Imagine That (PG) It's Eddie Murphy in family-friendly mode, which means you pretty much know exactly what to expect in the event that you unwisely decide to wander into a theater showing Imagine That — a film that has difficulty imagining much of anything. Murphy plays Evan, a hotshot financial planner and the father of a painfully precocious little girl, Olivia (Yara Shahidi), who's having issues dealing with her parents' divorce. Because of this, the only people she'll listen to are her four imaginary friends. Evan, being the workaholic father he is (see also: Murphy in The Haunted Mansion), mostly just pays attention to his job — until the kid's fantasized pals start to give him stock tips. Then he begins to pay attention to his daughter and indulge her childhood fantasies. It's easy to see where this is going, and it quickly turns into a mawkish treatise on the corrupt nature of money, the importance of family, and other obvious life lessons. The bromides are fine and would be a difficult idea to argue with, except that they're being doled out by the man who made a reported $20 million for The Adventures of Pluto Nash. (Money can't buy you happiness, but it might buy it for Murphy so give generously.) The real problem is less its implicit hypocrisy than its explicit lack of laughs and charm. That won't buy you happiness either. —Justin Souther

Land of the Lost (PG-13) I've been puzzling over the existence of the probable target audience for the abomination known as Land of the Lost for several days now. I mean really, who is the demographic? The movie's too raunchy for younger kids and too stupid for anyone else. The ideal viewer would be, I guess, a five-year-old who still thinks dinosaurs and urine jokes are cool, but realizes they pale in comparison with breasts, gropings and the prospect of hot Will Ferrell-on-ape-man action. Blessedly, this last never quite comes to fruition onscreen (no, that doesn't mean we're going to be spared the obligatory Will Ferrell-takes-off-his-shirt scene). Though based on the cheesy Sid and Marty Krofft kid's show from 1974 — and hawked with kid-appealing images of Will Ferrell being chased by a dinosaur — this really isn't a family-friendly film. At the same time, its story of Ferrell traveling through a time-warp to prove his crackpot theories can hardly be called adult fare. Worse than that, though, is how singularly unfunny most of it is — helped by the sense that Ferrell is even less interested in what's going on than the audience. That — at least for me — marks a considerable lack of interest. —Ken Hanke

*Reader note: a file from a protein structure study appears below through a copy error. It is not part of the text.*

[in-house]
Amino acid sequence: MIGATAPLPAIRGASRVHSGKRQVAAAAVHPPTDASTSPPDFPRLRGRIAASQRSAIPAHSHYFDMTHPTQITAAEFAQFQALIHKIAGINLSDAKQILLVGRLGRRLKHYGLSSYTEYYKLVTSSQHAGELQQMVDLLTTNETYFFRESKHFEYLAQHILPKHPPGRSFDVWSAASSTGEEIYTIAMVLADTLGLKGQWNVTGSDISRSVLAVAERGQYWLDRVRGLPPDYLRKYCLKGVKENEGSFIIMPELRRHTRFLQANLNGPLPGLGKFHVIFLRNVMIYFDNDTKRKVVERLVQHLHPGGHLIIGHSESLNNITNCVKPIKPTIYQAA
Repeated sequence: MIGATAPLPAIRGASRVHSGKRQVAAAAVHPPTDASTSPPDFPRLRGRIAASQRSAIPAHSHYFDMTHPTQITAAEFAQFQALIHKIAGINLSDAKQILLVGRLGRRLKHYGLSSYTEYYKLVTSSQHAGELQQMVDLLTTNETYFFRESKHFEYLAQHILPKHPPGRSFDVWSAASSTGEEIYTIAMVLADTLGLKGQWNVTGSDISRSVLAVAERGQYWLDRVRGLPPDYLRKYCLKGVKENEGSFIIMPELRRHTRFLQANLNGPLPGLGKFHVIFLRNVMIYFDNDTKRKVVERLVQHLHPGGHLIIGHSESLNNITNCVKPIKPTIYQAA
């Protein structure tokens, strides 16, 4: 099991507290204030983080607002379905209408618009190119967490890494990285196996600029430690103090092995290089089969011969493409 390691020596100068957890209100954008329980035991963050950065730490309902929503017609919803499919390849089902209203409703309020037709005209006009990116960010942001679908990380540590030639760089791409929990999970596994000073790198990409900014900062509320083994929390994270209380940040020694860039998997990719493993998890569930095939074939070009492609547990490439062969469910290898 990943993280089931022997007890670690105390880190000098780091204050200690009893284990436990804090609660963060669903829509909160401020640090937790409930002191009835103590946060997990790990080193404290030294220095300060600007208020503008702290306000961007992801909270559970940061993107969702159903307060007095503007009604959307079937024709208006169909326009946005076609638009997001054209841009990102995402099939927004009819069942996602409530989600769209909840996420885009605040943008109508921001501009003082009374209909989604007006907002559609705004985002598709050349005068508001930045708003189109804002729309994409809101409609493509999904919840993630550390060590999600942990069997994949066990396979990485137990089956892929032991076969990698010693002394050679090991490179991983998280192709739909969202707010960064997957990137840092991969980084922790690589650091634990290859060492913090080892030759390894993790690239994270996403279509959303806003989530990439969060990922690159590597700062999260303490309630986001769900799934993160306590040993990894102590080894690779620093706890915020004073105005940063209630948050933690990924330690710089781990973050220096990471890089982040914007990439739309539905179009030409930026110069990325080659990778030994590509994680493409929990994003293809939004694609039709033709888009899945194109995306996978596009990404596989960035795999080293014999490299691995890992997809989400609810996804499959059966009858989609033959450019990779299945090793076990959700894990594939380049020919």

My Sister's Keeper (PG-13) I'm as big a sucker as anyone for multiple-handkerchief weepers when they're done right. At the same time, I tackled Nick Cassevetes' My Sister's Keeper with no little trepidation, based in part on how much I had disliked his film of The Notebook — another assault on the tear ducts. And then there was the premise — a little girl (Abigail Breslin) genetically engineered to be the perfect biological match for her leukemia-stricken older sister (Sofia Vassileva), who sues her parents (Cameron Diaz and Jason Patric) for the rights to her own body. In one sense, this is powerful stuff — the moral dilemma of breeding a child for use as a sort of human parts car — but in another, it's a stacked deck set-up for melodrama of the treacly kind. Those things — and the Hallmark Card trailer — made me wary. The image of Cameron Diaz shaving her head to show her solidarity with her ailing daughter was just too much. And the movie itself is just too much — while simultaneously not being enough. What might have been a pretty heady work quickly gives way to shameless manipulation and a screenplay that's both sloppy and contrived. Instead of being a thoughtful look at a complicated issue, the movie turns into mush and melodrama of the Lifetime Network "Disease of the Week" variety. —Ken Hanke